[198-1] See Shakespeare, page 51.

[198-2] An old doting fool, with one foot already in the
grave.--PLUTARCH: _On the Training of Children._

[198-3] It is no jesting with edge tools.--_The True Tragedy of
Richard III._ (_1594._)

[198-4] The use of "party" in the sense of "person" occurs in the
Book of Common Prayer, More's "Utopia," Shakespeare, Ben Jonson,
Fuller, and other old English writers.

[198-5] Whistle, and I'll come to ye.--BURNS: _Whistle, etc._

[198-6] See Shakespeare, page 72.

[198-7] See Shakespeare, page 50.

[198-8] See Webster, page 180.

[198-9] Pity 's akin to love.--SOUTHERNE: _Oroonoka, act ii. sc.

Pity swells the tide of love.--YOUNG: _Night Thoughts, night iii.
line 107._

[199-1] But strive still to be a man before your mother.--COWPER:
_Connoisseur. Motto of No. iii._

[199-2] Quod ali cibus est aliis fuat acre venenum (What is food
to one may be fierce poison to others).--LUCRETIUS: _iv. 637._

GEORGE WITHER. 1588-1667.

Shall I, wasting in despair,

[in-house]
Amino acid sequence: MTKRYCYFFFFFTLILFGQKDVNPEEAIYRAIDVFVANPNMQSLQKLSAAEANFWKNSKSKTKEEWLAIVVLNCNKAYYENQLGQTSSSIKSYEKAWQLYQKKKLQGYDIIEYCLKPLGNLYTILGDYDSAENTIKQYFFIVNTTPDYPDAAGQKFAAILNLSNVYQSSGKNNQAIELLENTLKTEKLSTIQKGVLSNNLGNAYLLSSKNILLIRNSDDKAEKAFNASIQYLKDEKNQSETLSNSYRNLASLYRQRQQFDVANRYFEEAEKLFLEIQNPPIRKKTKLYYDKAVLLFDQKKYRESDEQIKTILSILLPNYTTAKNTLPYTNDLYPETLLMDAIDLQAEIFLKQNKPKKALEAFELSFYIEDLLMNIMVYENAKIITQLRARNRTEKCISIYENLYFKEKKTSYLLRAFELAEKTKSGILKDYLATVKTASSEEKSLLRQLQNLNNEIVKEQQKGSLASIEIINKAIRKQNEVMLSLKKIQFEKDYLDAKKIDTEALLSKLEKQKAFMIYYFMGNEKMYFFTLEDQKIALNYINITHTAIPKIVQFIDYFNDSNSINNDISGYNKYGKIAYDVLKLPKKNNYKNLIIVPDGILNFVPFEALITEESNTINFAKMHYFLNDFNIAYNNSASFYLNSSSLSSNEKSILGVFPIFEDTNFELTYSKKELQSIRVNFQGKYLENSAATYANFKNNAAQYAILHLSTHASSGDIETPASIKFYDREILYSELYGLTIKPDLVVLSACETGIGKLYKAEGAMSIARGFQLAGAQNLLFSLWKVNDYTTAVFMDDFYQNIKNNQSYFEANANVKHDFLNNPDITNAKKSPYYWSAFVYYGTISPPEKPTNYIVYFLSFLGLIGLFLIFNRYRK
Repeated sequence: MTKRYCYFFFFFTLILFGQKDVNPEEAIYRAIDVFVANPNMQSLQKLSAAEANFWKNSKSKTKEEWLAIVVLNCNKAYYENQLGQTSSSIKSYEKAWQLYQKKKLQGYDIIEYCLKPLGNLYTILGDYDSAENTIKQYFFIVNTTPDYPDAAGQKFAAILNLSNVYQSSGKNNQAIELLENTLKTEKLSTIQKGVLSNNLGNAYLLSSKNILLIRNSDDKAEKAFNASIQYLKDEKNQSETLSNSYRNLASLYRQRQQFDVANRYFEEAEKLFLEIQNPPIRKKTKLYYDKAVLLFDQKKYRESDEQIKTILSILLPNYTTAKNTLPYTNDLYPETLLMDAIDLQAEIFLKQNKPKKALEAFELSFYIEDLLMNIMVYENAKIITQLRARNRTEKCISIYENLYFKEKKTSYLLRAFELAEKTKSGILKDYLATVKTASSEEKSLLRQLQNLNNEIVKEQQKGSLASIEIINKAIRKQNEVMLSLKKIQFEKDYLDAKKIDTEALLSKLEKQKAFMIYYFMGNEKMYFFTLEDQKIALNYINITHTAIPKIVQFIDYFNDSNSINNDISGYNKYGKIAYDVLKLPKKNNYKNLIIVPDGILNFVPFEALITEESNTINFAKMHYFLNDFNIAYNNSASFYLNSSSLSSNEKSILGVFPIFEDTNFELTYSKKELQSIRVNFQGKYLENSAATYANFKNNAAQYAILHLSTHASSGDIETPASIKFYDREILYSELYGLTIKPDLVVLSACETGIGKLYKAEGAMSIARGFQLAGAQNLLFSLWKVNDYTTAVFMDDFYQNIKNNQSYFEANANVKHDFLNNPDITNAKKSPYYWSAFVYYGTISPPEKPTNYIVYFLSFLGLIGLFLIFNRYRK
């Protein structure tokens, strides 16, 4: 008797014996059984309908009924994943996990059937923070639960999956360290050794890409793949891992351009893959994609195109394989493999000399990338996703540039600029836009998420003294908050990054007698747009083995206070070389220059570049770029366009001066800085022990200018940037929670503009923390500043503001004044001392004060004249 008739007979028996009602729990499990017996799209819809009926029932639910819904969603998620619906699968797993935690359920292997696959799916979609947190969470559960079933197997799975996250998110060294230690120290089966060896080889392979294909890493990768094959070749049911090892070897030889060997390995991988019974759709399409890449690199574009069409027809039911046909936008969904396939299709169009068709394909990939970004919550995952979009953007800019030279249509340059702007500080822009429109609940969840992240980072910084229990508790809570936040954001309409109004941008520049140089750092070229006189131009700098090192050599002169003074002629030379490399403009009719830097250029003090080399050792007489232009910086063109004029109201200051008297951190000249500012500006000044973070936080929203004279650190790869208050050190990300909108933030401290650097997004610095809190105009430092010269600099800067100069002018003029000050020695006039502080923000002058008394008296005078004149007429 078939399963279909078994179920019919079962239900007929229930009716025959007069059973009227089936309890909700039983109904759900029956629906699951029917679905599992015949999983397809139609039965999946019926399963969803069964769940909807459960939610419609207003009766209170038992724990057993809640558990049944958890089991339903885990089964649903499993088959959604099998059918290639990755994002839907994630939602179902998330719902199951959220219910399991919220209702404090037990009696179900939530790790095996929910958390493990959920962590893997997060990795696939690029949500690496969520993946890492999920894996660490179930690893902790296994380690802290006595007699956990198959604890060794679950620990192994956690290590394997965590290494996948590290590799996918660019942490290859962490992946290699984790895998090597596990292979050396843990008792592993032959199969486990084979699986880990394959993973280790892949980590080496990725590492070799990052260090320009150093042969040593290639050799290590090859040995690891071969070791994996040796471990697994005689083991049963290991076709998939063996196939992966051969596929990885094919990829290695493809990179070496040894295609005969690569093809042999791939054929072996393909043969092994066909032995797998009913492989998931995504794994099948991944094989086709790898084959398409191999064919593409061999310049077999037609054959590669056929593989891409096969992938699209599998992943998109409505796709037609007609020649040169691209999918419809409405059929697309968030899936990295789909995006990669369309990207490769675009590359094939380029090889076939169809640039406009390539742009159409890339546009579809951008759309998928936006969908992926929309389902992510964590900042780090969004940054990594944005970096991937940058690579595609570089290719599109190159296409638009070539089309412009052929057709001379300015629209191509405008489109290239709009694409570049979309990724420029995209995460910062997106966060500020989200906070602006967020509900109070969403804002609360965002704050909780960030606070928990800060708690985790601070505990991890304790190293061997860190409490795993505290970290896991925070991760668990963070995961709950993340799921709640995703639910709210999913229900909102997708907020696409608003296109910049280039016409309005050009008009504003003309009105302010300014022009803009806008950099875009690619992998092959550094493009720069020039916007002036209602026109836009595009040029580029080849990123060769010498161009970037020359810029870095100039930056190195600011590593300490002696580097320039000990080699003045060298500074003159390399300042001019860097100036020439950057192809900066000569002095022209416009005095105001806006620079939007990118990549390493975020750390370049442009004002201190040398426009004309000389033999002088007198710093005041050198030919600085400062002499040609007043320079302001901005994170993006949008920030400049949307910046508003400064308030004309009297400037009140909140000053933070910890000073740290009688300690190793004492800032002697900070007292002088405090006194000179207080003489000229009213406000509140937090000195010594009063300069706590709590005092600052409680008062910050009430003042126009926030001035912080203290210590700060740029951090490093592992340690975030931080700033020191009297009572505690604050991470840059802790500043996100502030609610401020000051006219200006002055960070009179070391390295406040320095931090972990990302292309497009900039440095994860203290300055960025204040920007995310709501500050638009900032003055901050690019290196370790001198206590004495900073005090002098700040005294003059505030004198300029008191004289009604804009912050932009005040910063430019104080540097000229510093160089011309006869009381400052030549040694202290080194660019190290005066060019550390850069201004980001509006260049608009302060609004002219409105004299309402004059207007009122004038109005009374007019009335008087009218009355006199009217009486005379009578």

Die because a woman's fair?
Or make pale my cheeks with care,
'Cause another's rosy are?
Be she fairer than the day,
Or the flowery meads in May,
If she be not so to me,
What care I how fair she be?[199-3]

_The Shepherd's Resolution._

Jack shall pipe and Gill shall dance.

_Poem on Christmas._

Hang sorrow! care will kill a cat,[199-4]
And therefore let 's be merry.

_Poem on Christmas._

Though I am young, I scorn to flit
On the wings of borrowed wit.

_The Shepherd's Hunting._

And I oft have heard defended,--
Little said is soonest mended.

_The Shepherd's Hunting._

And he that gives us in these days
New Lords may give us new laws.

_Contented Man's Morrice._


[199-3] See Raleigh, page 26.

[199-4] See Jonson, page 177.

THOMAS HOBBES. 1588-1679.

For words are wise men's counters,--they do but reckon by them;
but they are the money of fools.

_The Leviathan. Part i. Chap. iv._

No arts, no letters, no society, and which is worst of all,
continual fear and danger of violent death, and the life of man